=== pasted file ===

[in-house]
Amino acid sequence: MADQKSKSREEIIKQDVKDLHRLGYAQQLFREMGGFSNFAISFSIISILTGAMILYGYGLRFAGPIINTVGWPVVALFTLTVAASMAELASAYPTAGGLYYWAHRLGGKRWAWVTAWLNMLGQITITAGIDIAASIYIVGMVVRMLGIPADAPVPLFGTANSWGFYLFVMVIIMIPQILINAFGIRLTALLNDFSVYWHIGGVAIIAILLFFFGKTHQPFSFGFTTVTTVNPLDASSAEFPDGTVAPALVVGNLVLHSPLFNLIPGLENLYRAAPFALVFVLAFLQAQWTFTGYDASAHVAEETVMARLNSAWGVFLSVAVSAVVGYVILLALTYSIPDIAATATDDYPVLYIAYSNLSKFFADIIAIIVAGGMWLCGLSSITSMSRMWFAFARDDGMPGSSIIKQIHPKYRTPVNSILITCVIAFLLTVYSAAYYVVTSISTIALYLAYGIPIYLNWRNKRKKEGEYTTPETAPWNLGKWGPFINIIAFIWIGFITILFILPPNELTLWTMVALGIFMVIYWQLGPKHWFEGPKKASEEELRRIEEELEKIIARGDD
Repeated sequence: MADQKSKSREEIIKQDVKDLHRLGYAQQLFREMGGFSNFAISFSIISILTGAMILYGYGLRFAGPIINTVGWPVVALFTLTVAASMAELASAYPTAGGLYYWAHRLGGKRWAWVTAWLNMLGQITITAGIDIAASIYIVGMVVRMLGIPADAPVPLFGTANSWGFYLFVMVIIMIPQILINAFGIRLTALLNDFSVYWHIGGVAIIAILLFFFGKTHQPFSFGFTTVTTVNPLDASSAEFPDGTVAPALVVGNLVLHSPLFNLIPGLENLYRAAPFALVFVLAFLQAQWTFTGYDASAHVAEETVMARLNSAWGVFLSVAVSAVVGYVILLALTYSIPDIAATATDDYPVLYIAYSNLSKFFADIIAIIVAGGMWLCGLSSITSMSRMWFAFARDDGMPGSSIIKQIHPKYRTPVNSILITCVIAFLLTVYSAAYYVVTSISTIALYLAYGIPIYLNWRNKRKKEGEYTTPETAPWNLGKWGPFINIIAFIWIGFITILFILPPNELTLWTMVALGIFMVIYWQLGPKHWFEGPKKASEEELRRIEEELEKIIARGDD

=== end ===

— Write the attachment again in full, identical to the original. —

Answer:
[in-house]
Amino acid sequence: MADQKSKSREEIIKQDVKDLHRLGYAQQLFREMGGFSNFAISFSIISILTGAMILYGYGLRFAGPIINTVGWPVVALFTLTVAASMAELASAYPTAGGLYYWAHRLGGKRWAWVTAWLNMLGQITITAGIDIAASIYIVGMVVRMLGIPADAPVPLFGTANSWGFYLFVMVIIMIPQILINAFGIRLTALLNDFSVYWHIGGVAIIAILLFFFGKTHQPFSFGFTTVTTVNPLDASSAEFPDGTVAPALVVGNLVLHSPLFNLIPGLENLYRAAPFALVFVLAFLQAQWTFTGYDASAHVAEETVMARLNSAWGVFLSVAVSAVVGYVILLALTYSIPDIAATATDDYPVLYIAYSNLSKFFADIIAIIVAGGMWLCGLSSITSMSRMWFAFARDDGMPGSSIIKQIHPKYRTPVNSILITCVIAFLLTVYSAAYYVVTSISTIALYLAYGIPIYLNWRNKRKKEGEYTTPETAPWNLGKWGPFINIIAFIWIGFITILFILPPNELTLWTMVALGIFMVIYWQLGPKHWFEGPKKASEEELRRIEEELEKIIARGDD
Repeated sequence: MADQKSKSREEIIKQDVKDLHRLGYAQQLFREMGGFSNFAISFSIISILTGAMILYGYGLRFAGPIINTVGWPVVALFTLTVAASMAELASAYPTAGGLYYWAHRLGGKRWAWVTAWLNMLGQITITAGIDIAASIYIVGMVVRMLGIPADAPVPLFGTANSWGFYLFVMVIIMIPQILINAFGIRLTALLNDFSVYWHIGGVAIIAILLFFFGKTHQPFSFGFTTVTTVNPLDASSAEFPDGTVAPALVVGNLVLHSPLFNLIPGLENLYRAAPFALVFVLAFLQAQWTFTGYDASAHVAEETVMARLNSAWGVFLSVAVSAVVGYVILLALTYSIPDIAATATDDYPVLYIAYSNLSKFFADIIAIIVAGGMWLCGLSSITSMSRMWFAFARDDGMPGSSIIKQIHPKYRTPVNSILITCVIAFLLTVYSAAYYVVTSISTIALYLAYGIPIYLNWRNKRKKEGEYTTPETAPWNLGKWGPFINIIAFIWIGFITILFILPPNELTLWTMVALGIFMVIYWQLGPKHWFEGPKKASEEELRRIEEELEKIIARGDD